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Clemens Gardemann FH Münster Oecotrophologie, Münster, Germany
Clinic for Pediatrics and Adolescent Medicine/Metabolism Laboratory, Universitätsklinikum Münster, Münster, Germany

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Sonja Knowles FH Münster Oecotrophologie, Münster, Germany

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Thorsten Marquardt Clinic for Pediatrics and Adolescent Medicine/Metabolism Laboratory, Universitätsklinikum Münster, Münster, Germany

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Summary

Traditional guidelines for type 1 diabetics do not restrict carbohydrates to improve clinical outcomes for patients. This paper highlights the favorable blood glucose control outcomes when a type 1 diabetic focuses on caloric intake from protein and healthy fats instead of the traditional carbohydrate-focused meals. We followed a male type 1 diabetic in his 20s adopting a ketogenic diet through a process of slowly lowering total daily carbohydrate intake. Diabetes-related biomarkers were measured throughout the process. Diabetes-related biomarkers saw massive improvements and ended up in the official non-diabetic range. Total daily insulin requirements dropped by 70%. The patient also experienced great improvements in his quality of life. This study demonstrates the possibility of improving diabetes-related biomarkers through dietary changes, which have positive effects on health outcomes in patients living with this disease.

Learning points

  • The adaptation of a ketogenic diet improved diabetes-related biomarkers in this patient.

  • Diabetes-related biomarkers, such as HbA1c, are the main risk factors for developing complications in diabetics.

  • The ketogenic diet is a feasible approach to minimizing the risk of developing complications in diabetics.

  • Total daily insulin requirements dropped by 67% adapting a ketogenic diet.

  • The patient experienced enormous changes in the quality of life after adapting to the new diet.

  • The safe and physiological state of ketosis might be associated with additional benefits for the patient

Open access
Ana Dugic Department for Gastroenterology, Endocrinology and Metabolic Diseases, Bayreuth University Hospital, Friedrich-Alexander University Erlangen-Nuremberg, Bayreuth, Germany

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Michael Kryk Department for Gastroenterology, Endocrinology and Metabolic Diseases, Bayreuth University Hospital, Friedrich-Alexander University Erlangen-Nuremberg, Bayreuth, Germany

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Claudia Mellenthin Department of Surgery, HFR Fribourg, Fribourg, Switzerland

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Christoph Braig Department for Gastroenterology, Endocrinology and Metabolic Diseases, Bayreuth University Hospital, Friedrich-Alexander University Erlangen-Nuremberg, Bayreuth, Germany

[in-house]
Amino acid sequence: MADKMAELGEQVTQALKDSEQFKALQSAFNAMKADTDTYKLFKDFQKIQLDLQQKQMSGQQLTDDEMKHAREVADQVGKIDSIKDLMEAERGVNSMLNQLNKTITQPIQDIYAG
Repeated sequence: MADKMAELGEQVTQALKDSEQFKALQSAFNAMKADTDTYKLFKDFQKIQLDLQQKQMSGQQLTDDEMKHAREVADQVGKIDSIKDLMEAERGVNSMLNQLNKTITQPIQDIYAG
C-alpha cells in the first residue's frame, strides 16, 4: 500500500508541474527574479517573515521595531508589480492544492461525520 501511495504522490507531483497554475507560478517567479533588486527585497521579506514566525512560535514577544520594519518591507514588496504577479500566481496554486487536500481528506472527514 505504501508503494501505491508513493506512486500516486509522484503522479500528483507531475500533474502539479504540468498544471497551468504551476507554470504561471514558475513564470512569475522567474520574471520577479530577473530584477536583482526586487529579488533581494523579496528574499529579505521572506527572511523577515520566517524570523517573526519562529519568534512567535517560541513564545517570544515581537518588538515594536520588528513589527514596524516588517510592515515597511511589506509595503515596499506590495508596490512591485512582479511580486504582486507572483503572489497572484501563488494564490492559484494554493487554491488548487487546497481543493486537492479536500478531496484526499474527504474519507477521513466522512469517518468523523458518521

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Lorenzo Catanese Department for Nephrology, Angiology and Rheumatology, Bayreuth University Hospital, Friedrich-Alexander University Erlangen-Nuremberg, Bayreuth, Germany

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Sandy Petermann Department for Gastroenterology, Endocrinology and Metabolic Diseases, Bayreuth University Hospital, Friedrich-Alexander University Erlangen-Nuremberg, Bayreuth, Germany

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Jürgen Kothmann Department for Nephrology, Angiology and Rheumatology, Bayreuth University Hospital, Friedrich-Alexander University Erlangen-Nuremberg, Bayreuth, Germany

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Steffen Mühldorfer Department for Gastroenterology, Endocrinology and Metabolic Diseases, Bayreuth University Hospital, Friedrich-Alexander University Erlangen-Nuremberg, Bayreuth, Germany

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Summary

Drinking fruit juice is an increasingly popular health trend, as it is widely perceived as a source of vitamins and nutrients. However, high fructose load in fruit beverages can have harmful metabolic effects. When consumed in high amounts, fructose is linked with hypertriglyceridemia, fatty liver and insulin resistance. We present an unusual case of a patient with severe asymptomatic hypertriglyceridemia (triglycerides of 9182 mg/dL) and newly diagnosed type 2 diabetes mellitus, who reported a daily intake of 15 L of fruit juice over several weeks before presentation. The patient was referred to our emergency department with blood glucose of 527 mg/dL and glycated hemoglobin (HbA1c) of 17.3%. Interestingly, features of diabetic ketoacidosis or hyperosmolar hyperglycemic state were absent. The patient was overweight with an otherwise unremarkable physical exam. Lipase levels, liver function tests and inflammatory markers were closely monitored and remained unremarkable. The initial therapeutic approach included i.v. volume resuscitation, insulin and heparin. Additionally, plasmapheresis was performed to prevent potentially fatal complications of hypertriglyceridemia. The patient was counseled on balanced nutrition and detrimental effects of fruit beverages. He was discharged home 6 days after admission. At a 2-week follow-up visit, his triglyceride level was 419 mg/dL, total cholesterol was 221 mg/dL and HbA1c was 12.7%. The present case highlights the role of fructose overconsumption as a contributory factor for severe hypertriglyceridemia in a patient with newly diagnosed diabetes. We discuss metabolic effects of uncontrolled fructose ingestion, as well as the interplay of primary and secondary factors, in the pathogenesis of hypertriglyceridemia accompanied by diabetes.